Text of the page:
Greenwashing hits court room

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This article was written by Edwina Kwan, Erin Eckhoff and Sati Nagra. 

Greenwashing hits court room

It has been foreshadowed[1] that companies and boards who make disclosure on climate targets face potential liability for misleading and deceptive conduct (and other breaches of law including breaches of directors' duties) if they do not have reasonable grounds to support the express and implied representations contained in disclosures on climate change commitments.      

Greenwashing is a term used to describe the practice of companies selling products, which includes promoting investments, by stating that they have certain green credentials when in fact they do not.  It can also be used in the context of describing emissions targets which companies set when they do not have a reasonable ability to meet them. 

ASIC Commissioner, Cathie Armour, has described greenwashing as "the potential for funds to overrepresent the extent to which their practices are environmentally friendly, sustainable or ethical…or overstating green credentials that are not sufficiently reflected in their operations.…Misrepresentation of [financial] products poses a threat to a fair and efficient financial system…Addressing this threat will improve governance and accountability in the market."

The potential for greenwashing as a legal basis against corporations has gained traction following the case in the recent Dutch court decision of Royal Dutch Shell which we have written about separately here.  In that landmark judgment, the Hague District Court ordered Royal Dutch Shell (Shell) to drastically reduce its carbon dioxide emissions by 45% (compared to 2019 levels) by 2030. The reduction applies throughout Shell's global energy portfolio and across Scope 1, 2 and 3 emissions - covering emissions from Shell's own operations, its suppliers and customers. Shell was ordered to implement this reduction target with immediate effect, irrespective of any appeal. This class action was brought against Shell by environmental groups and supported by over 17,000 individuals.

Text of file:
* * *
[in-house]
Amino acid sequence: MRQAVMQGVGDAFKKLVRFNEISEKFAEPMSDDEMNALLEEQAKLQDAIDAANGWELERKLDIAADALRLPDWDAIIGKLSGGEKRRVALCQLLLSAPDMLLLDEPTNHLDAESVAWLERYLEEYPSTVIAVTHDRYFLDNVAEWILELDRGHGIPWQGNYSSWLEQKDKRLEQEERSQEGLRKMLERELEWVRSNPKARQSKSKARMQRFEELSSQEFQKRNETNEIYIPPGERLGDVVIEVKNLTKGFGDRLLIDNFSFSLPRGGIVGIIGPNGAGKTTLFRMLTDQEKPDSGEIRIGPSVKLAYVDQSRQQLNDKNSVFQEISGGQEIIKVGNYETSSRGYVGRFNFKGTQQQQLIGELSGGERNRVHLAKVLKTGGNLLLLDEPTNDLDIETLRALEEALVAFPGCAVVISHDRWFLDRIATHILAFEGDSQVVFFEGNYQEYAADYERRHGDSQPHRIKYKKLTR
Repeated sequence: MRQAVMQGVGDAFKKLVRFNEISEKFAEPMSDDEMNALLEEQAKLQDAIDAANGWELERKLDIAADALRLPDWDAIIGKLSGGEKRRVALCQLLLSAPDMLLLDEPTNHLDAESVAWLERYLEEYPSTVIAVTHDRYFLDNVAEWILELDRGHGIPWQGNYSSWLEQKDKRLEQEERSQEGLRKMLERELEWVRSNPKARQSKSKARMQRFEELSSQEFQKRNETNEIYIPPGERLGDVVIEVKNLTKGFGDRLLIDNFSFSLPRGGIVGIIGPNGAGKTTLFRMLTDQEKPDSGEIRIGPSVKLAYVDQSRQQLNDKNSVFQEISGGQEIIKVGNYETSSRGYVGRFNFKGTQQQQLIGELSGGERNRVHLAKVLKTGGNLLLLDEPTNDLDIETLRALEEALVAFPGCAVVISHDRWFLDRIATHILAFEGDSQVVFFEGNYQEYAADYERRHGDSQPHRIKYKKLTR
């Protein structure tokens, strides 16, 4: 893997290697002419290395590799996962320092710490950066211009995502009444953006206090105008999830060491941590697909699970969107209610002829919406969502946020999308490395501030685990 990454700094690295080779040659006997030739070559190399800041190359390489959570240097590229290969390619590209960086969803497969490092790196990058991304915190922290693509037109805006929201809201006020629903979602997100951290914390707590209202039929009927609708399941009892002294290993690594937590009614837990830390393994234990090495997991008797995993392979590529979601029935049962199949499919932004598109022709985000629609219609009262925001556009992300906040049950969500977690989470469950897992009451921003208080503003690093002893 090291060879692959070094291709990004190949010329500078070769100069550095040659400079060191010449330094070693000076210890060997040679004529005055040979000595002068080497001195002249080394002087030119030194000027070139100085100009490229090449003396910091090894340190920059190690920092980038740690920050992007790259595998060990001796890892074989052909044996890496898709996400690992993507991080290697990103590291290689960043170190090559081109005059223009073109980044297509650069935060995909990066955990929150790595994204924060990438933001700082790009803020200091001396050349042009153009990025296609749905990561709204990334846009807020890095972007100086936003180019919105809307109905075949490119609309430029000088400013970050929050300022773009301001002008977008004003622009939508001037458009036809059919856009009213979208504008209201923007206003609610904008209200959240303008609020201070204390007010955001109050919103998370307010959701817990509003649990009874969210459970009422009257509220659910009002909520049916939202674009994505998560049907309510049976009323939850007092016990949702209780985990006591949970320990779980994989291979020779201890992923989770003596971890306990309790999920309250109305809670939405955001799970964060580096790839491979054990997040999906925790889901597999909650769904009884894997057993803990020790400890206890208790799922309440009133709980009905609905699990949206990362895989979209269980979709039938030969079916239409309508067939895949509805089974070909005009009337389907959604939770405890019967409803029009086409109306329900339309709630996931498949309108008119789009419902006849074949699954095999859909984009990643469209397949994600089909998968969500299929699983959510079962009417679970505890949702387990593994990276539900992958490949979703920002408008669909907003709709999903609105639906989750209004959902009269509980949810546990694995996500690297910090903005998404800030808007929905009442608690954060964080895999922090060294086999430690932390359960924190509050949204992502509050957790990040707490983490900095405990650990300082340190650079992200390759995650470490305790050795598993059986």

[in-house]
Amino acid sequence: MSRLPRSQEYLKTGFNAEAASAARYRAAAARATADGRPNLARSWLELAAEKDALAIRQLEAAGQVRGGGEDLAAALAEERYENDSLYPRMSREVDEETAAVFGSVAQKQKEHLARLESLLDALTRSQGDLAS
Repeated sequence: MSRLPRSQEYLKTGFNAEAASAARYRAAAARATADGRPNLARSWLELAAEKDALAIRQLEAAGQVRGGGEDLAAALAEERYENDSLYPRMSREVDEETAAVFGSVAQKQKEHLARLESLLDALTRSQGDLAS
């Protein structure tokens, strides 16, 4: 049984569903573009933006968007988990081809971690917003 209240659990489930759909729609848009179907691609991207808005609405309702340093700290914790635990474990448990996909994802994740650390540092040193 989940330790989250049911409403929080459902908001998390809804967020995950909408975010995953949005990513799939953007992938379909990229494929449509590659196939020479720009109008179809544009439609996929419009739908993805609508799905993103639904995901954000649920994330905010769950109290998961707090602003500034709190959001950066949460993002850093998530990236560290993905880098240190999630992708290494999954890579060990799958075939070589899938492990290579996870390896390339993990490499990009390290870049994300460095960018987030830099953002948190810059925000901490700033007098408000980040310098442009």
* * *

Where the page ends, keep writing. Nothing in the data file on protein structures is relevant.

Notably, Shell had already committed to net-zero emissions by 2050. The Hague District Court considered those plans as inadequate, noting the significance of Shell's contribution to global emissions. The ruling marks that the largest greenhouse gas emitters are expected to bear a commensurately greater burden in taking action, irrespective of how challenging that might be for business models established upon carbon heavy industry.

The Santos greenwashing case will no doubt garner international attention. It is the first greenwashing case to challenge a company's net zero emissions target for being misleading (rather than merely inadequate as was the case with Shell). The lawsuit is being brought by the Australasian Centre for Corporate Responsibility (ACCR) who claims that Santos refers to natural gas as a "clean fuel" and it provides "clean energy" and that these statements are misleading and deceptive, according to its press release.   The press release further states that "[Santos'] annual report fails to disclose that the extraction, processing and use of natural gas releases significant quantities of carbon dioxide and methane into the atmosphere, gases which are key contributors to climate change and global warming."

The case against Santos is part of a global and Australian trend of climate change litigation and increased regulator attention, as we have previously observed. 

Listed companies and boards are increasingly expected to report (albeit voluntarily) on climate change targets. The increasing pressure to make ambitious net zero commitments augments the risk of greenwashing and ultimately litigation for setting targets that cannot be met, as well as setting targets without the intention of ever meeting them.   As litigation risks continue to rise, investors will inevitably scrutinise corporate targets and actions – and will want to see evidence of how those targets are likely to be met.   

Steps that companies can take to minimise exposure to greenwashing risks include developing a net zero strategy that reflects the operational strategy of that company. The assumptions underlying the net zero strategy should be explained and be reasonable. Relevant decision-making should be properly documented, input from qualified advisors secured where needed, and adequate resources committed to meet relevant targets. When there are updates or setbacks to meeting those targets, that should be disclosed. When drafting net zero commitments, particular care should be taken around commitments around scope or timing, with legal assistance sought early and as necessary.

[1] Mr Noel Hutley SC and Mr Sebastian Hartford Davis, Climate Change and Directors' Duties: Further Supplementary Memorandum of Opinion (23 April 2021)

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